* In Davos, Merkel says not unconcerned about Japan
* German leader says central banks must set limits
* Youth unemployment Europe's "biggest burden"
By Noah Barkin and Annika Breidthardt
Jan 24 German Chancellor Angela Merkel waded
into a burgeoning debate about currency wars on Thursday,
singling out Japan as a source of concern following recent moves
by its central bank to quicken the pace of money-printing.
Central bankers in advanced countries, notably Japan and the
United States, have been pursuing aggressive action to reflate
their economies. This has the effect of weakening their
"I am not completely without worry," Merkel said at the
World Economic Forum in Davos, when asked whether currency
manipulation risked distorting competition.
"I don't want to say that I look towards Japan completely
without concern at the moment," she added. "It is known that in
Germany we are of the opinion that central banks are not there
to clean up political bad decisions and a lack of
The Bank of Japan is under pressure from the country's new
Prime Minister Shinzo Abe to take bolder action to overcome
deflation and lift the economy out of recession. In recent
months it has expanded its asset-buying programme and this week
it doubled its inflation target to 2 percent.
The head of Germany's Bundesbank joined other central
bankers this week in warning about the risk of competitive
devaluations - countries encouraging their currencies to weaken
in order to boost the attractiveness of home-grown products.
Jaime Caruana, general manager of the Bank for International
Settlements, told Reuters Insider television in a Davos
interview that central banks were coming under "excessive
pressure" to promote growth and weaken currencies.
Merkel said it was important for central banks to set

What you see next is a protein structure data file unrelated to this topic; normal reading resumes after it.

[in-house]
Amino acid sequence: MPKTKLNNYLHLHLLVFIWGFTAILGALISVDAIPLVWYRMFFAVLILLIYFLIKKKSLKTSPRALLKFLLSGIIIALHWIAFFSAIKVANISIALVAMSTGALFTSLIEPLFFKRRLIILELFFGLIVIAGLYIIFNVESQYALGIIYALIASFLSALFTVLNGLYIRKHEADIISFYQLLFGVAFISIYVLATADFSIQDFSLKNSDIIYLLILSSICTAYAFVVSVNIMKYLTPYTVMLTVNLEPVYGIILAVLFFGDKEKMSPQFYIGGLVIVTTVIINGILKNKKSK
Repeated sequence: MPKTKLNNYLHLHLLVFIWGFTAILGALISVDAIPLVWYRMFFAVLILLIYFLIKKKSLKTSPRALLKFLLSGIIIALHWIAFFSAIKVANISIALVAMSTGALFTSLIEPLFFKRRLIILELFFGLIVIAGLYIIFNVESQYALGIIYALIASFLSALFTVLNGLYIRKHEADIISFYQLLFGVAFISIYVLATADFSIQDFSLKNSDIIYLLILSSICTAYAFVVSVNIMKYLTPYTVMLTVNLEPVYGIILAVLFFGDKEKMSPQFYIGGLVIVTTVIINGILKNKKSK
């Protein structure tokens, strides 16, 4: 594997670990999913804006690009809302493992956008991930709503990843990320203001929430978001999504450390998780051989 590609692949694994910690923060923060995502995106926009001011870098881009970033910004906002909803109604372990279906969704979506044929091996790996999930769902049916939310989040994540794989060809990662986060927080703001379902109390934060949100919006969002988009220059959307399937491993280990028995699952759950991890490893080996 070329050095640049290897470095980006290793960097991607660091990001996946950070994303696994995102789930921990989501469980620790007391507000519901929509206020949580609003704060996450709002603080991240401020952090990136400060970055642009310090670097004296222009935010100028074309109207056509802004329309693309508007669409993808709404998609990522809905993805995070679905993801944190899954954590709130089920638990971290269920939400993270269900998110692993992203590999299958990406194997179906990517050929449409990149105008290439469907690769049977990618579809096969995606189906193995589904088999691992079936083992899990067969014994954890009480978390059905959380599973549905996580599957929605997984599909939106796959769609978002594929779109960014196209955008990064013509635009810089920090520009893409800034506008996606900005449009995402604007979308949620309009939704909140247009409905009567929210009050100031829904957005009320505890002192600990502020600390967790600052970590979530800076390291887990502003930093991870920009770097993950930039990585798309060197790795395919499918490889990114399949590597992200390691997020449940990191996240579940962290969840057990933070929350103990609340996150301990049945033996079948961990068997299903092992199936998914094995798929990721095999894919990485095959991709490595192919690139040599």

limits, as she said the European Central Bank had done in
announcing its own bond-buying programme last year that is
conditional on economic reforms.
"Central banks, too, will not be able to solve structural
problems that stem from political decisions. They can build
bridges," Merkel said.
"The European Central Bank has contributed to this but the
ECB has also made clear, only those who implement structural
reforms and accept conditionality, can hope for our support."
She said politicians in Europe now had an obligation to act,
as the ECB had bought them time.
The 58-year-old German leader appeared to reject suggestions
by other officials at Davos that Europe's austerity drive had
gone far enough. She said politicians sometimes needed the
pressure of a crisis to push through difficult reforms.
"My conclusion is therefore that if Europe is in a difficult
situation today, we must implement the structural reforms today
so we can live better tomorrow."
Yet she also referred to youth unemployment as Europe's
"biggest burden" and said steps may be necessary to prevent
political and social instability from breaking out.
"Our main task must be to present perspectives and possibly
even to provide bridging measures until they lead to a decline
in unemployment. That's what the near future is about," Merkel